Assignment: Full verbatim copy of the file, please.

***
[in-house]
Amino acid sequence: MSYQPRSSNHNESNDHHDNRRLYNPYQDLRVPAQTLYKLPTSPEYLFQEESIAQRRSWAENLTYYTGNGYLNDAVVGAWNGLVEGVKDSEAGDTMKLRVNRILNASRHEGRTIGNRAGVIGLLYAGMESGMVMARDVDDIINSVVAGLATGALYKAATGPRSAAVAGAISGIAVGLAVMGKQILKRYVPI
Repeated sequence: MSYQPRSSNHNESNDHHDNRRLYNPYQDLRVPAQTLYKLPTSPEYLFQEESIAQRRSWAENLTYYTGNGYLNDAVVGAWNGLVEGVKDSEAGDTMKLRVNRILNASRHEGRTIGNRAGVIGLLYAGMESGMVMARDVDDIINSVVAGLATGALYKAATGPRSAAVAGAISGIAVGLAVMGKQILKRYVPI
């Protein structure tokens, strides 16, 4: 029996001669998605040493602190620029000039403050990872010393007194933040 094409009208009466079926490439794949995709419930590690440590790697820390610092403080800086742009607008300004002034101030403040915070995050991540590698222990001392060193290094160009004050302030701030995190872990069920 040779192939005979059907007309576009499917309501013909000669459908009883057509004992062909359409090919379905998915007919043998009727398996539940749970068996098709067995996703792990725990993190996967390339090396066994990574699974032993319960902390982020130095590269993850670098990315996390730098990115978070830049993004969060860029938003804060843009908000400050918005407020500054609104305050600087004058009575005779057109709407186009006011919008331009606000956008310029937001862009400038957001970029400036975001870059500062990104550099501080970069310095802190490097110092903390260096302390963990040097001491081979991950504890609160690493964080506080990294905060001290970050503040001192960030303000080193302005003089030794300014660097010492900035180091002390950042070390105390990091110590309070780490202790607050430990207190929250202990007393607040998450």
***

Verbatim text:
[in-house]
Amino acid sequence: MSYQPRSSNHNESNDHHDNRRLYNPYQDLRVPAQTLYKLPTSPEYLFQEESIAQRRSWAENLTYYTGNGYLNDAVVGAWNGLVEGVKDSEAGDTMKLRVNRILNASRHEGRTIGNRAGVIGLLYAGMESGMVMARDVDDIINSVVAGLATGALYKAATGPRSAAVAGAISGIAVGLAVMGKQILKRYVPI
Repeated sequence: MSYQPRSSNHNESNDHHDNRRLYNPYQDLRVPAQTLYKLPTSPEYLFQEESIAQRRSWAENLTYYTGNGYLNDAVVGAWNGLVEGVKDSEAGDTMKLRVNRILNASRHEGRTIGNRAGVIGLLYAGMESGMVMARDVDDIINSVVAGLATGALYKAATGPRSAAVAGAISGIAVGLAVMGKQILKRYVPI
């Protein structure tokens, strides 16, 4: 029996001669998605040493602190620029000039403050990872010393007194933040 094409009208009466079926490439794949995709419930590690440590790697820390610092403080800086742009607008300004002034101030403040915070995050991540590698222990001392060193290094160009004050302030701030995190872990069920 040779192939005979059907007309576009499917309501013909000669459908009883057509004992062909359409090919379905998915007919043998009727398996539940749970068996098709067995996703792990725990993190996967390339090396066994990574699974032993319960902390982020130095590269993850670098990315996390730098990115978070830049993004969060860029938003804060843009908000400050918005407020500054609104305050600087004058009575005779057109709407186009006011919008331009606000956008310029937001862009400038957001970029400036975001870059500062990104550099501080970069310095802190490097110092903390260096302390963990040097001491081979991950504890609160690493964080506080990294905060001290970050503040001192960030303000080193302005003089030794300014660097010492900035180091002390950042070390105390990091110590309070780490202790607050430990207190929250202990007393607040998450």